A civilization is a complex way of life that developed as people began to live together in cities. Historians have identified six things that are considered evidence of civilization: cities, government, religion, social structure, writing and art. The first civilizations grew in river valleys, where they had abundant food from farming and could support large populations. People built things that everyone could use and developed religions to explain the forces of nature that shaped their lives. They also created governments to regulate their activities, defend them against attack and ensure a smooth relationship between different groups.
Early human fossils and archaeological remains are the best clues about how people lived in the past. The size and shape of bones, and marks on them made by muscles, tell scientists how the body changed over time.
Scientists use a variety of techniques to find out more about early humans and their environment. They look at fossilized teeth and bones, for example, to learn what they ate, how they moved around, what they used to carry their tools and the shape of their brains. They also study artifacts such as stone tools, beads, pots and jewelry, to understand what people made and why.
The earliest cities were founded by farmers who wanted to produce more food than they could grow themselves. Cities were a good place to live, as they offered protection and a chance to trade for things that they didn’t have. The need for defense led to the development of government, which organized armies and made laws to control behavior and allow for trade. People at the dawn of civilization also created religions to help them cope with the problems and stresses of everyday life.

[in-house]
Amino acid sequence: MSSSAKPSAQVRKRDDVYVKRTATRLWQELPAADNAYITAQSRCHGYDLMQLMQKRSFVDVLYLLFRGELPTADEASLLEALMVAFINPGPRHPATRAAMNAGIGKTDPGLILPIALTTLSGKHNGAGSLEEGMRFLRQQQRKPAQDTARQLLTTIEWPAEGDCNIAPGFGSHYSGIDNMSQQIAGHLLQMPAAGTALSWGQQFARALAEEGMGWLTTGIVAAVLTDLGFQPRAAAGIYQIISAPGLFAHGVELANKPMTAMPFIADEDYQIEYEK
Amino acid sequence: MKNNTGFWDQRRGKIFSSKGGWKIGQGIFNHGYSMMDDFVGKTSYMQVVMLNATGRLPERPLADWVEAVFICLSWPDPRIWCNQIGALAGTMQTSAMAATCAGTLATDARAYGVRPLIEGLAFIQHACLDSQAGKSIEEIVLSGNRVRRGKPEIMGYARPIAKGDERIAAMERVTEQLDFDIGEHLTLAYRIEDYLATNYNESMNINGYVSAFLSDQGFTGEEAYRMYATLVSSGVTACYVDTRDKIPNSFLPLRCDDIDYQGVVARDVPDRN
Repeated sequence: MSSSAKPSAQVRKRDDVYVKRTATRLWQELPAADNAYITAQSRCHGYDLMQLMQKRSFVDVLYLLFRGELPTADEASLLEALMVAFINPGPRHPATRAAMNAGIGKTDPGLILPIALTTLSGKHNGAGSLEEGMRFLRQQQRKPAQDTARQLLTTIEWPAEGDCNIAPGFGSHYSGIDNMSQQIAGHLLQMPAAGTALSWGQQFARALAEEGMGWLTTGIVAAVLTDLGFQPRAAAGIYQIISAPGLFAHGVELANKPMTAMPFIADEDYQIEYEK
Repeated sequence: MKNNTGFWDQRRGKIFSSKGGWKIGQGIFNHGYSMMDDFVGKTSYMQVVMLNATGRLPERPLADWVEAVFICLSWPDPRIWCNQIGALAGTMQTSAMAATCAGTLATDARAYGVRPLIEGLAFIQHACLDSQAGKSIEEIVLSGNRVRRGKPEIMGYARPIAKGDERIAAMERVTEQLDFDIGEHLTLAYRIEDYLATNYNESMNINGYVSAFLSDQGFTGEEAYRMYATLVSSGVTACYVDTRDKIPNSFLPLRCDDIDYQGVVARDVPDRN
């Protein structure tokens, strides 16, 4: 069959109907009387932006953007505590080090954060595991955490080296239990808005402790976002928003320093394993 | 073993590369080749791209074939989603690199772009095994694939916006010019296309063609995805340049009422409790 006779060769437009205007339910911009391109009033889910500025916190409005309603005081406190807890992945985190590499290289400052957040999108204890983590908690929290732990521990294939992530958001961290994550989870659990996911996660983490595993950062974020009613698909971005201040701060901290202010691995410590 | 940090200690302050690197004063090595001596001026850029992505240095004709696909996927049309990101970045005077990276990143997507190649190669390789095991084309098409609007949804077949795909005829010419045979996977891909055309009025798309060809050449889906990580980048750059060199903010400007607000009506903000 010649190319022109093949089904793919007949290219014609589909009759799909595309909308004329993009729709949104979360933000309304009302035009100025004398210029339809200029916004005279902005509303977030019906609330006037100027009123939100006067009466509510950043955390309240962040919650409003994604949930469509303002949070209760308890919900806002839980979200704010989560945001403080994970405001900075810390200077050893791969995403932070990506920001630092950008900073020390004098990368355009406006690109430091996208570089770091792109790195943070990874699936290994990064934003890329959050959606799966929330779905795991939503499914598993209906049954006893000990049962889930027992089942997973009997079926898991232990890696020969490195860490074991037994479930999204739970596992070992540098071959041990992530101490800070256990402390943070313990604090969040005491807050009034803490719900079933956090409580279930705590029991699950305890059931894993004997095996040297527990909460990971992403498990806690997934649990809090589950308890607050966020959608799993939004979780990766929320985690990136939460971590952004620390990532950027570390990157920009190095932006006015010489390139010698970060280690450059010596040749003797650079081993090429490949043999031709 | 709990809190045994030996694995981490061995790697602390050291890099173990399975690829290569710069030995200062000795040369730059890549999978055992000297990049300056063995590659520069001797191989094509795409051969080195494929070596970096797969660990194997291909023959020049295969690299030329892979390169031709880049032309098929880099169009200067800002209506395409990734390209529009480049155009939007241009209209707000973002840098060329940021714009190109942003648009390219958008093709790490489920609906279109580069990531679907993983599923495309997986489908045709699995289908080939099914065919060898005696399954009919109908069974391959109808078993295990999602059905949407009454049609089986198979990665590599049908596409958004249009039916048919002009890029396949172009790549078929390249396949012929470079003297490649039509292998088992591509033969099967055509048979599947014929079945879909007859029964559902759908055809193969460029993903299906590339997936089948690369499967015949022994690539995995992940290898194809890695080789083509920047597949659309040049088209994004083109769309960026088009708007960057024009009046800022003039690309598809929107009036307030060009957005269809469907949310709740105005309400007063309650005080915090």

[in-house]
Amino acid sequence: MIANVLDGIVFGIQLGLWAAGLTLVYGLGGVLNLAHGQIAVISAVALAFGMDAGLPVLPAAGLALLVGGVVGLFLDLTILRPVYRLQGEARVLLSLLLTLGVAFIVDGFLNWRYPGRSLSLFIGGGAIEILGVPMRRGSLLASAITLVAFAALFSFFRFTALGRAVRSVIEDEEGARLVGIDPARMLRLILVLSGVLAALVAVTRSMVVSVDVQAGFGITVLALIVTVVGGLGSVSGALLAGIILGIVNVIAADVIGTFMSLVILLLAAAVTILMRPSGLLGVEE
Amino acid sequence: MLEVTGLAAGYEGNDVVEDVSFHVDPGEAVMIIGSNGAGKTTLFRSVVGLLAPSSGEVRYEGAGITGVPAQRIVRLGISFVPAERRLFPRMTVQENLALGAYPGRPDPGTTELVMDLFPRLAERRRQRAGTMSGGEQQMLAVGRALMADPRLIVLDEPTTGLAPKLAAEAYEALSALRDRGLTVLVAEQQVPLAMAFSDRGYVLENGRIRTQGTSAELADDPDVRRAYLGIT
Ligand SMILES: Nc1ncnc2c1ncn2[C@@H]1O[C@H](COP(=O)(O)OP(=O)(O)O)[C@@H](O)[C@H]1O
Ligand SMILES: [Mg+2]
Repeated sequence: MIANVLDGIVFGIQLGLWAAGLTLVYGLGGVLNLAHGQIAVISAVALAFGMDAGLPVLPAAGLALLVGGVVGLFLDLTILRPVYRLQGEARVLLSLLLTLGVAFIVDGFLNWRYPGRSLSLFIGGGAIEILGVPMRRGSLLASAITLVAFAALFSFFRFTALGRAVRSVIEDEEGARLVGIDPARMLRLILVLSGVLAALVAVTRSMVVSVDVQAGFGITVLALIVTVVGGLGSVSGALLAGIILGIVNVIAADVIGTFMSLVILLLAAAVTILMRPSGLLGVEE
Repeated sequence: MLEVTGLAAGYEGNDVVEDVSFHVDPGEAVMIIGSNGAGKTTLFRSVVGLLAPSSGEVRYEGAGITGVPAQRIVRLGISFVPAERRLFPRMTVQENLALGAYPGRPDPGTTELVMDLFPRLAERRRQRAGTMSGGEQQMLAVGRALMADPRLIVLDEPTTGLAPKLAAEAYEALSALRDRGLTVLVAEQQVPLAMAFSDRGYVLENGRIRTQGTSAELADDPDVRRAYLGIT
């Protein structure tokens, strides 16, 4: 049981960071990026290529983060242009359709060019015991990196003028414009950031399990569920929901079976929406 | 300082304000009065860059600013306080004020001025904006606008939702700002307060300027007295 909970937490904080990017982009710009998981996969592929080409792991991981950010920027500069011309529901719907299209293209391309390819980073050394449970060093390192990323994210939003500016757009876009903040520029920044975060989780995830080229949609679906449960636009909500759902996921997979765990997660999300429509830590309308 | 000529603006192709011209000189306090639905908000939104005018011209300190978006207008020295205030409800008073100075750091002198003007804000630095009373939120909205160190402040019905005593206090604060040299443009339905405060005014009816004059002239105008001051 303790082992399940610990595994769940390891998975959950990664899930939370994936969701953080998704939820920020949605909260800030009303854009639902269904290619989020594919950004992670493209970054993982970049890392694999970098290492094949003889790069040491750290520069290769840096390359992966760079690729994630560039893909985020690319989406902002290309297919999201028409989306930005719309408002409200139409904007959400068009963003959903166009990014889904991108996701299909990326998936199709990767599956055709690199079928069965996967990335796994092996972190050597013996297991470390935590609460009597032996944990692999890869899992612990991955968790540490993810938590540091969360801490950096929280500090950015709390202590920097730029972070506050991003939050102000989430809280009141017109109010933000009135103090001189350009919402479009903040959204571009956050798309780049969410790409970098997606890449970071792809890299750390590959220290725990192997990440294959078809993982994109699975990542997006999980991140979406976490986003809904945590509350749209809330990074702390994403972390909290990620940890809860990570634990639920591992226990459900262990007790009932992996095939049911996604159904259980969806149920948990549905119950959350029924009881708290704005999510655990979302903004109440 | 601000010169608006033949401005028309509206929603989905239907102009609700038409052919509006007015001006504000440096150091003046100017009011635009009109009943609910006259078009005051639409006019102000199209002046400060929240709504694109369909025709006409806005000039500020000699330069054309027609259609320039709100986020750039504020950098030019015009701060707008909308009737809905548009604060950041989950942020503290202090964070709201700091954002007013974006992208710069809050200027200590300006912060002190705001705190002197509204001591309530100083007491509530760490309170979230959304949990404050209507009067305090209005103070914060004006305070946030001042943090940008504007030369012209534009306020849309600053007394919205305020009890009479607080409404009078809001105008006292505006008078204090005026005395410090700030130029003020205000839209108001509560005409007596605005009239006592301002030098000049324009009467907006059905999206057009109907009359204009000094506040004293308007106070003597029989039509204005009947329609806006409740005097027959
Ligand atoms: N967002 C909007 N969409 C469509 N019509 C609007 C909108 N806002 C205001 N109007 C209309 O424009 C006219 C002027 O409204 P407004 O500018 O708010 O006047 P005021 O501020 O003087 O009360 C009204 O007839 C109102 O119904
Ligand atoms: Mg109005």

Writing systems developed as civilizations grew bigger and more populated, making it easier to keep track of taxes, laws, trading agreements and the storage of grain. Ancient people were polytheistic (believing in many gods) and had temples, where priests performed rituals to keep their gods happy and their crops plentiful. They also invented cuneiform, a wedge-shaped system of writing that became the basis for modern languages such as Egyptian hieroglyphs and the alphabet we still use today.
Civilization games are a fun and addictive way to explore the history of the world and see how much you can achieve. When playing a new game, try starting on a small map, so that you can get to grips with the diplomacy and combat more quickly. Then ramp things up when you are comfortable. This will help you become a master of the game and win the highest ratings. Alternatively, you can play on the hardest difficulty, to test your mettle and see how far you can go. But always remember that long-term progress is more important than short-term glory. Good luck!